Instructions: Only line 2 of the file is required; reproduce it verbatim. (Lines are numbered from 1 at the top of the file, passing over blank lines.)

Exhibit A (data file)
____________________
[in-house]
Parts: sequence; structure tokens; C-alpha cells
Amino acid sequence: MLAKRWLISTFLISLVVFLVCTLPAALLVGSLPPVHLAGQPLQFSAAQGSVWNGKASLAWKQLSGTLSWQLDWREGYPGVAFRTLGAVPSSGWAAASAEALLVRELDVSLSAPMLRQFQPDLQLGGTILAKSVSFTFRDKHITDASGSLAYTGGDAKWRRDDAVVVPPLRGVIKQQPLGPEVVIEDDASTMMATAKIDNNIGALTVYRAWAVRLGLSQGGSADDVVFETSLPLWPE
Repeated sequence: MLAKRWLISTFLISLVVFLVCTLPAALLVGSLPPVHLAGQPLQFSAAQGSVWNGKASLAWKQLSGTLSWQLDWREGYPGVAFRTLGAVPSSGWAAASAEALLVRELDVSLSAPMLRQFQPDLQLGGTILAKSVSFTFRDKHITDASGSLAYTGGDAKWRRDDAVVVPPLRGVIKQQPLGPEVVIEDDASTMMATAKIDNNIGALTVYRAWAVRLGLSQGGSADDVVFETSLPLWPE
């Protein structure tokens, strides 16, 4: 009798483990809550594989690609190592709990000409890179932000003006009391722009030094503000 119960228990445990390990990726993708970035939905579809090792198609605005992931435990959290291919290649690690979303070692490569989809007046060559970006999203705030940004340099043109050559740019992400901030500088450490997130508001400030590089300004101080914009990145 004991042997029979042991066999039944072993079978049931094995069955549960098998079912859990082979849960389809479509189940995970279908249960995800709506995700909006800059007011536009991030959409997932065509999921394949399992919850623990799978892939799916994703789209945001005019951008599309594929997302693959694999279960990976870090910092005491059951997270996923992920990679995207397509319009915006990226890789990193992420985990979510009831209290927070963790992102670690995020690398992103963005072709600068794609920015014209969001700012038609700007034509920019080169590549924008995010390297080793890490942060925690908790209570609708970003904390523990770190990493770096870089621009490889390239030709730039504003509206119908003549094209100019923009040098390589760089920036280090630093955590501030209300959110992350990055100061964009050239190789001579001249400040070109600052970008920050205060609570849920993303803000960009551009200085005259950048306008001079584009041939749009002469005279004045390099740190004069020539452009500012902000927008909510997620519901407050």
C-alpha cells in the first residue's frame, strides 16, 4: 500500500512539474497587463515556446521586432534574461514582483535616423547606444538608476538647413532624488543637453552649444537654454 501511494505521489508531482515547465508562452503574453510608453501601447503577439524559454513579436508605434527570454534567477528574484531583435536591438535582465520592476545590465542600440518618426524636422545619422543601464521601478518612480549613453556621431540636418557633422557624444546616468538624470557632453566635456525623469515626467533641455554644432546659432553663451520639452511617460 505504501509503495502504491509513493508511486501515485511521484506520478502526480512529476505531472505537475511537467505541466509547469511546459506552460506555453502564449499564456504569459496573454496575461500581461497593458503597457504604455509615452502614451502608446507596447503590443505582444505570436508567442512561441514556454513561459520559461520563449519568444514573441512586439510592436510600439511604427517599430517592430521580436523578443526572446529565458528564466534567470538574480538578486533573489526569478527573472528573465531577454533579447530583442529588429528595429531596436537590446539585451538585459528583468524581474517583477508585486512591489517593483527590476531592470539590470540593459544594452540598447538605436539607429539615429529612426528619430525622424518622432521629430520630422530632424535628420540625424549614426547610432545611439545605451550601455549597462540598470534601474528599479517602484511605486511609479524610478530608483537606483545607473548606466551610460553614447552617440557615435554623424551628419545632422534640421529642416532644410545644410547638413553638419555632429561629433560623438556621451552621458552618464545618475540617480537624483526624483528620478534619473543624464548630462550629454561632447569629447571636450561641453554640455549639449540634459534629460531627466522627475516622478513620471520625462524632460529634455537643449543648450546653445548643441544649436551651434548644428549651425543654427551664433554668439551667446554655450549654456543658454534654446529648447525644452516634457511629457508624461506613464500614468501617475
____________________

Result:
Parts: sequence; structure tokens; C-alpha cells